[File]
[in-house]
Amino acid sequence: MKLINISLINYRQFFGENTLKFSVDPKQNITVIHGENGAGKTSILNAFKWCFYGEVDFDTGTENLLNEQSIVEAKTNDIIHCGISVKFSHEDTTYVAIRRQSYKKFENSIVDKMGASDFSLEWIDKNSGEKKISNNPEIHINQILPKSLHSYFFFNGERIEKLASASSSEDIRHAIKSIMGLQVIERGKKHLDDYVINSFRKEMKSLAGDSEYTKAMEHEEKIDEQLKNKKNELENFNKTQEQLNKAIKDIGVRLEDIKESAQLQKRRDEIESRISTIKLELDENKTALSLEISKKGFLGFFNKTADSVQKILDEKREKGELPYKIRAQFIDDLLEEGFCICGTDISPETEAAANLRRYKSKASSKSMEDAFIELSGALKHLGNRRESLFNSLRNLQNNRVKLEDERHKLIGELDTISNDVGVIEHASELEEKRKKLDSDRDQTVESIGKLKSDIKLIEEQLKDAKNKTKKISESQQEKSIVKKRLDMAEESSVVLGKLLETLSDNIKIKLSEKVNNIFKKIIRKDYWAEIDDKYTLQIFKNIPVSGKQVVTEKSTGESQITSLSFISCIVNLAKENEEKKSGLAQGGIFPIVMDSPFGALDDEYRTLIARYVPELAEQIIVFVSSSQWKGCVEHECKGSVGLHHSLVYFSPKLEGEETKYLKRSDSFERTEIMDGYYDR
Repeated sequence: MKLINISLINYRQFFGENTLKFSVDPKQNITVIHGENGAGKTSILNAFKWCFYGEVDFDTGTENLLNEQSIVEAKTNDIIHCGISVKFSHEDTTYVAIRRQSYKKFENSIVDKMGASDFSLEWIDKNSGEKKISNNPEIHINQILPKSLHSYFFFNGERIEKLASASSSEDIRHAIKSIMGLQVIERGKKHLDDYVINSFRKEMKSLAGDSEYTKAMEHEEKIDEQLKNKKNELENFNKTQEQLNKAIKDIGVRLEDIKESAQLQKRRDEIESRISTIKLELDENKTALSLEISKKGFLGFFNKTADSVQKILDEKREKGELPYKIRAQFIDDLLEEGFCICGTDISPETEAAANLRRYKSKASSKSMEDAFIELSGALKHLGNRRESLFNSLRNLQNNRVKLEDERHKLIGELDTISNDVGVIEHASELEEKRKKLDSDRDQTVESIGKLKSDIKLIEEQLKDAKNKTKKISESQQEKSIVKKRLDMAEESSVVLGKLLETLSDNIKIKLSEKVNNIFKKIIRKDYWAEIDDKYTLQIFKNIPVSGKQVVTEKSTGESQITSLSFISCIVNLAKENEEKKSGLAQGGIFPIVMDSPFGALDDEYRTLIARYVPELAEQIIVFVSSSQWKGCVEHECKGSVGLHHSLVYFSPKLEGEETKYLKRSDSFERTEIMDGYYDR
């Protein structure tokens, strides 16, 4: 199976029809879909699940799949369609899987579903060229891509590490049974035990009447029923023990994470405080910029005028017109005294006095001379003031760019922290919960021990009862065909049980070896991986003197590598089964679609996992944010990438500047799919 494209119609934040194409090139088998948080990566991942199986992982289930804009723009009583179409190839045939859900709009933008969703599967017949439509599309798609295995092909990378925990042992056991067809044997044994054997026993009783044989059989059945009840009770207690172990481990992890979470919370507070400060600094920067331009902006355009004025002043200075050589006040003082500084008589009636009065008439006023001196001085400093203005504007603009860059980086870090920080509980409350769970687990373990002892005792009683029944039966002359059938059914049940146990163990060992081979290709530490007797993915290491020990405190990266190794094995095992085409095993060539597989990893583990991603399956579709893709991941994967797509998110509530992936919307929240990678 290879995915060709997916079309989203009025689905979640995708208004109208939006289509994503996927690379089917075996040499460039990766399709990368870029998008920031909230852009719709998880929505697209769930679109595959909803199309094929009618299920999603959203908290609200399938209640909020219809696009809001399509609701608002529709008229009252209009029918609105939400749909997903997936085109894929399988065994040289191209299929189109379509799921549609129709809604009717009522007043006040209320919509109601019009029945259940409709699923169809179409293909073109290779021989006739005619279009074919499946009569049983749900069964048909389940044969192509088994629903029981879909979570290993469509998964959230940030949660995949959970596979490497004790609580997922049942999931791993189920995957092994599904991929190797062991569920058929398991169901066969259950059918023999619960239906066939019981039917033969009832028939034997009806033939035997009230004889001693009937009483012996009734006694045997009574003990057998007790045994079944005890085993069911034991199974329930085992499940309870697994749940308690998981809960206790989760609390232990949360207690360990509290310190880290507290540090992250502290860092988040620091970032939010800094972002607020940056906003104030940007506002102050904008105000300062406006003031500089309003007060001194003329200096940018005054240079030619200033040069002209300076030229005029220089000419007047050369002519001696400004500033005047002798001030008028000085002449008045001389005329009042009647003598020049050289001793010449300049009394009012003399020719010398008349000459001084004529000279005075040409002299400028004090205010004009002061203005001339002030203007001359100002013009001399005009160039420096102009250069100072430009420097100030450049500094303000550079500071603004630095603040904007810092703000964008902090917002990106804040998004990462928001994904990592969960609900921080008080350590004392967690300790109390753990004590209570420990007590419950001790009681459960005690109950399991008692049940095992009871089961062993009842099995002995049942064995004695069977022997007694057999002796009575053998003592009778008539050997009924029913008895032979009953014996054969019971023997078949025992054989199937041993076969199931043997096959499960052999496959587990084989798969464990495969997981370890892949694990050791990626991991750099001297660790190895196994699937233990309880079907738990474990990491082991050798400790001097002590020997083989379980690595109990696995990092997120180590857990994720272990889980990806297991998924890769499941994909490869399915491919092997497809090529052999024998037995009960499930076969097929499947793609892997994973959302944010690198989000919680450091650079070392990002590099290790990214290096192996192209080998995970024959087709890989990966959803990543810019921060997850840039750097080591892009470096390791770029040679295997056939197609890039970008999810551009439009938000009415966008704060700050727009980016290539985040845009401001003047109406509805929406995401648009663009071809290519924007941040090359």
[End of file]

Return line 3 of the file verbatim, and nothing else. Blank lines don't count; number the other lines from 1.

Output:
Repeated sequence: MKLINISLINYRQFFGENTLKFSVDPKQNITVIHGENGAGKTSILNAFKWCFYGEVDFDTGTENLLNEQSIVEAKTNDIIHCGISVKFSHEDTTYVAIRRQSYKKFENSIVDKMGASDFSLEWIDKNSGEKKISNNPEIHINQILPKSLHSYFFFNGERIEKLASASSSEDIRHAIKSIMGLQVIERGKKHLDDYVINSFRKEMKSLAGDSEYTKAMEHEEKIDEQLKNKKNELENFNKTQEQLNKAIKDIGVRLEDIKESAQLQKRRDEIESRISTIKLELDENKTALSLEISKKGFLGFFNKTADSVQKILDEKREKGELPYKIRAQFIDDLLEEGFCICGTDISPETEAAANLRRYKSKASSKSMEDAFIELSGALKHLGNRRESLFNSLRNLQNNRVKLEDERHKLIGELDTISNDVGVIEHASELEEKRKKLDSDRDQTVESIGKLKSDIKLIEEQLKDAKNKTKKISESQQEKSIVKKRLDMAEESSVVLGKLLETLSDNIKIKLSEKVNNIFKKIIRKDYWAEIDDKYTLQIFKNIPVSGKQVVTEKSTGESQITSLSFISCIVNLAKENEEKKSGLAQGGIFPIVMDSPFGALDDEYRTLIARYVPELAEQIIVFVSSSQWKGCVEHECKGSVGLHHSLVYFSPKLEGEETKYLKRSDSFERTEIMDGYYDR